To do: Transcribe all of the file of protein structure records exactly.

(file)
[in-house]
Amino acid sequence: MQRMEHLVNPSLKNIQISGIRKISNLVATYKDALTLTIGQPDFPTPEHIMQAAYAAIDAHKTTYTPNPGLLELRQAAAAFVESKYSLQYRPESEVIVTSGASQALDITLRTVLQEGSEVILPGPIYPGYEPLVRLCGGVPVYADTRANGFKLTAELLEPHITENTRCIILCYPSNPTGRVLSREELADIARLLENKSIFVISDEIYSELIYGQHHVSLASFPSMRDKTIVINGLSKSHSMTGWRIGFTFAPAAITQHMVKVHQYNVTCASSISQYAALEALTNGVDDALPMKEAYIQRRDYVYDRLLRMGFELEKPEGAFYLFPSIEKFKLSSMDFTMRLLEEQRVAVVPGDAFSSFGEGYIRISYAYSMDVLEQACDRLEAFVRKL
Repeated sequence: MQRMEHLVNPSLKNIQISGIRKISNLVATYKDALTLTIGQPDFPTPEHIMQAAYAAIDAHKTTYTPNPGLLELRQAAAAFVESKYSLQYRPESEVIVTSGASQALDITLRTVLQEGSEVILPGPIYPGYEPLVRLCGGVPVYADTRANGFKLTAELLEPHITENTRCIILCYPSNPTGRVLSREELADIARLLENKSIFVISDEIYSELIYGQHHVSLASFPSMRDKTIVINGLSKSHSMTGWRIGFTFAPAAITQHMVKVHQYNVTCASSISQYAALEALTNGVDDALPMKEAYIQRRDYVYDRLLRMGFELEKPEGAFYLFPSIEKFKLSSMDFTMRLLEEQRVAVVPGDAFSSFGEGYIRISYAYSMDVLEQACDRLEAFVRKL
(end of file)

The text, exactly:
[in-house]
Amino acid sequence: MQRMEHLVNPSLKNIQISGIRKISNLVATYKDALTLTIGQPDFPTPEHIMQAAYAAIDAHKTTYTPNPGLLELRQAAAAFVESKYSLQYRPESEVIVTSGASQALDITLRTVLQEGSEVILPGPIYPGYEPLVRLCGGVPVYADTRANGFKLTAELLEPHITENTRCIILCYPSNPTGRVLSREELADIARLLENKSIFVISDEIYSELIYGQHHVSLASFPSMRDKTIVINGLSKSHSMTGWRIGFTFAPAAITQHMVKVHQYNVTCASSISQYAALEALTNGVDDALPMKEAYIQRRDYVYDRLLRMGFELEKPEGAFYLFPSIEKFKLSSMDFTMRLLEEQRVAVVPGDAFSSFGEGYIRISYAYSMDVLEQACDRLEAFVRKL
Repeated sequence: MQRMEHLVNPSLKNIQISGIRKISNLVATYKDALTLTIGQPDFPTPEHIMQAAYAAIDAHKTTYTPNPGLLELRQAAAAFVESKYSLQYRPESEVIVTSGASQALDITLRTVLQEGSEVILPGPIYPGYEPLVRLCGGVPVYADTRANGFKLTAELLEPHITENTRCIILCYPSNPTGRVLSREELADIARLLENKSIFVISDEIYSELIYGQHHVSLASFPSMRDKTIVINGLSKSHSMTGWRIGFTFAPAAITQHMVKVHQYNVTCASSISQYAALEALTNGVDDALPMKEAYIQRRDYVYDRLLRMGFELEKPEGAFYLFPSIEKFKLSSMDFTMRLLEEQRVAVVPGDAFSSFGEGYIRISYAYSMDVLEQACDRLEAFVRKL